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Suburban Diary

Discovering beauty of World’s End

Boston’s skyline can be seen from both the shore and trails along World’s End in Hingham. Boston’s skyline can be seen from both the shore and trails along World’s End in Hingham. (photos by Paul E. Kandarian for the Boston Globe)
By Paul E. Kandarian
Globe Correspondent / August 26, 2012
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It’s amazing when you see something special for the first time that’s been there your whole life.

I’m a lifelong Southeastern Massachusetts resident, have been in and around and flown over Boston a zillion times, but it took a friend visiting from Oregon several years ago to show me, for the first time, Boston’s Granary Burying Ground. I mean, it’s only the final resting place of people like Samuel Adams, Crispus Attucks, Paul Revere, and John Hancock. Who knew? I didn’t. You could’ve knocked me over with a quill feather.

Same with World’s End in Hingham, a property of The Trustees of Reservations, based in Sharon. I’d heard about it many times from people, including a former Globe editor and Hingham resident who gushed about the place, and, believe me, she wasn’t the gushing type.

So one recent glorious Sunday afternoon, I went to World’s End, chatted a bit with Tom, the wonderfully informative entrance attendant and retired South Shore schoolteacher, and headed off to check out what the World’s End buzz was.

I have never had three-hour goose bumps before, but the minute I took a left past the Damde Meadows tidal marsh and cut down to the rocky beach to start a long hike, the goose bumps started, and never abated all afternoon.

Simply put, World’s End blew me away — mostly the views, but also the history, the story of its geologic creation, everything. I walked over a beach of stones smoothed by endless tides, avoiding the trails for the time being and just inhaling incredible views: near ones of Hingham Harbor’s homes and boats, and Boston’s skyline shimmering in a summery haze 15 miles away.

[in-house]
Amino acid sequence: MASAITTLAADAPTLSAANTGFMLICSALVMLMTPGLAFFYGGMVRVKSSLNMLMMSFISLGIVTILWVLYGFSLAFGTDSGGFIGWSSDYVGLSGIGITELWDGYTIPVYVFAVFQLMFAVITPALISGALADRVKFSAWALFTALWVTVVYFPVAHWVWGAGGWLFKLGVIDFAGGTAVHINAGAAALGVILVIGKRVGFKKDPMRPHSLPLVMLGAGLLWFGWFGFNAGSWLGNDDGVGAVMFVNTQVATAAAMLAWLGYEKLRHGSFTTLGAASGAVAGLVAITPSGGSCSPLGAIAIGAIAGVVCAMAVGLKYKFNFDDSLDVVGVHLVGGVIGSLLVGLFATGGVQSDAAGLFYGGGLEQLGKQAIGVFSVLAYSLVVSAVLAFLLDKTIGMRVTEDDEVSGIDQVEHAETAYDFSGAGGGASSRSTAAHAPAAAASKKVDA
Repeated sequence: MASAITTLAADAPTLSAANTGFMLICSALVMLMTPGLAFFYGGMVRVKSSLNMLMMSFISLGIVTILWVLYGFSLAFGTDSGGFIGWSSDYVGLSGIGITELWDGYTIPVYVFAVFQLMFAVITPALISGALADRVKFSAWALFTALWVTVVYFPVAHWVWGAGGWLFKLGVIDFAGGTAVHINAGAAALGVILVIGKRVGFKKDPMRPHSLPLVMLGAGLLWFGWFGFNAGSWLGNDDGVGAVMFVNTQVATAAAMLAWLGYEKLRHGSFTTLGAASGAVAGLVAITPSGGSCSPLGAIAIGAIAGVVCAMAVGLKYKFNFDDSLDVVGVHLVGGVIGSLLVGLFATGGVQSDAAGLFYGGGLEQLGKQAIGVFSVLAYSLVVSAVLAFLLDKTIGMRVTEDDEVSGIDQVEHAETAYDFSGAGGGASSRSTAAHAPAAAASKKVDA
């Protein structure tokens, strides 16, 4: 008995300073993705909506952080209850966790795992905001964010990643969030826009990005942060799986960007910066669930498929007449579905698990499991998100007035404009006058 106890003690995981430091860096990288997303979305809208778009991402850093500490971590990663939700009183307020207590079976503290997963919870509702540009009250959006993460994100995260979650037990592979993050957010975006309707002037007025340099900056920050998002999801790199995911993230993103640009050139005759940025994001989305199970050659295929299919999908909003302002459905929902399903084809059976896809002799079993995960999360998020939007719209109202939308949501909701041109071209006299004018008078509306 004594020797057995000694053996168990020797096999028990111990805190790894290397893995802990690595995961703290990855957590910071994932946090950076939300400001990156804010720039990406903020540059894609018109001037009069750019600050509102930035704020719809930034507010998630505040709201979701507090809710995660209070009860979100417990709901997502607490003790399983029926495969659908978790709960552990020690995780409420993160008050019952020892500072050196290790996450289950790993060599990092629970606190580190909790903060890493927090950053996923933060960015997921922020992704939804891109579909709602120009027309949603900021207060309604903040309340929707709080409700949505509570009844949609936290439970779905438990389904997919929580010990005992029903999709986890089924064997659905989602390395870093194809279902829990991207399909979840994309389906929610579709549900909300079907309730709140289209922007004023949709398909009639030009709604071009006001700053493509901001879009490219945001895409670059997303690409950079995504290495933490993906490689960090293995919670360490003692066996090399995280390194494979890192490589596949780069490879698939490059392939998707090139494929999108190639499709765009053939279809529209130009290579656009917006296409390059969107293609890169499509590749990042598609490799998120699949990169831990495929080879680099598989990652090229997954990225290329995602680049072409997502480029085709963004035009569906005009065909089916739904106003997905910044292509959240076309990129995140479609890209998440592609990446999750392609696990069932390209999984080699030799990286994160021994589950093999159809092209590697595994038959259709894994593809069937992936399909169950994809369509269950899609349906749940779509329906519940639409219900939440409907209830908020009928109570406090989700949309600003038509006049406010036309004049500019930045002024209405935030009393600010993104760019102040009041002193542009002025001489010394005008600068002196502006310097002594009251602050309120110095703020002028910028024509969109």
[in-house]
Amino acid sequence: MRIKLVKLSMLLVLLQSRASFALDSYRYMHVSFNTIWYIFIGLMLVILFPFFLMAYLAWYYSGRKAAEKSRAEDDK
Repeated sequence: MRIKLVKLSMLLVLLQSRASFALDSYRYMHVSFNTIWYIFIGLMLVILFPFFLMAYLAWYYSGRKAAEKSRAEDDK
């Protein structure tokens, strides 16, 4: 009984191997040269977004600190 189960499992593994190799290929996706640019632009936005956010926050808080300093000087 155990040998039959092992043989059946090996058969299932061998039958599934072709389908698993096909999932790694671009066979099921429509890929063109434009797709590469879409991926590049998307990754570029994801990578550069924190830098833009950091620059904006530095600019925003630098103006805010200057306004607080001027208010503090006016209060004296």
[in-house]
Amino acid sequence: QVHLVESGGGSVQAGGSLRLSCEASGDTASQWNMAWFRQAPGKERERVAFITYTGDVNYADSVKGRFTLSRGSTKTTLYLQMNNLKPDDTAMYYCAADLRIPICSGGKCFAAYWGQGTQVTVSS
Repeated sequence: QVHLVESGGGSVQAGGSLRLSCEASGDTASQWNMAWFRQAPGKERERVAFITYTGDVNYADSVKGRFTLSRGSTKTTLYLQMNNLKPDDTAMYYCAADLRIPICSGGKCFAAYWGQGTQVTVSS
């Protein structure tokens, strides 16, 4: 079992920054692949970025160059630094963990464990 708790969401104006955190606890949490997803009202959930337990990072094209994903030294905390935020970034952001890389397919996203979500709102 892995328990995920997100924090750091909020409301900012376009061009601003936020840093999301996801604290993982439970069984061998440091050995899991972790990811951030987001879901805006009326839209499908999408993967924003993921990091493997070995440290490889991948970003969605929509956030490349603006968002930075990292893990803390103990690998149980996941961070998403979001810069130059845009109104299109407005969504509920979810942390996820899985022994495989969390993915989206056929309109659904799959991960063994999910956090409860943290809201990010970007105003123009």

I walked a full mile along the rocky shore, stopping to sit and look far more often than I usually do on such jaunts, shucking shoes to wade into the small, lapping waves. I made it to The Bar, a thin strip of land connecting Planter’s Hill and World’s End proper, with Hull on one side seemingly close enough to touch. Here families played on the shore, dogs splashed in the water, kayakers put in their watercraft, people sat and sunned and read, a group of youths engaged in a study project, and hikers like me set out for more magic.

It wasn’t hard to find. I headed straight up a steep, grassy hill and onto the most gorgeous, wide-open trail I have ever hiked — massive, old trees framing either side, arched branches interlocking above to form a shady canopy, a good mile-and-a-half of easy walking. This is one of the Trustees’ most popular holdings, and though the parking lot was jammed I felt as if I had the whole place to myself, spotting the occasional other hiker stopping to drink in the Hub views on one side or Hull on the other.

I headed back to The Bar, up a thigh-burning hilly trail through Brewer Grove (named for the land’s former owner, John Brewer) and onto Planter’s Hill, where the best views of Boston can be had atop a 120-foot grassy cap. It’s a great place to sit at a picnic table, relax and ruminate about how this place most beautiful almost wasn’t.

In 1889, Brewer commissioned Frederick Law Olmsted, creator of Boston’s Emerald Necklace park system, to design a housing subdivision of 163 lots connected by carriage roads lined by newly planted trees. The development fizzled, and those tiny trees are now the huge ones framing roads that now serve as wide, grassy trails. In 1945, World’s End was considered for the site of the United Nations headquarters, which eventually went to New York. In 1965, there was a proposal to build a nuclear plant here.

Luckily, The Trustees of Reservations acquired the property in 1967 and it remains blissfully untouched, a sprawling, hilly hunk of conservation land comprising four coastal drumlins created by retreating glaciers, with saltwater marshes, meadows, woodlands, and granite ledges covered with red cedars and thickets of blueberry, and hilly fields maintained to provide habitat for grassland-nesting birds, as well as native plant species. And I swear there isn’t a single spot in all of it that isn’t simply stunning in its beauty. They say in fall it’s even more incredible, and in winter is a splendid place for cross-country skiing.

Three hours of jaw-dropping sights, right here in our own backyard? Who knew?

Check out World’s End at www.thetrustees.org.

Paul E. Kandarian can be reached at Kandarian@globe.com.

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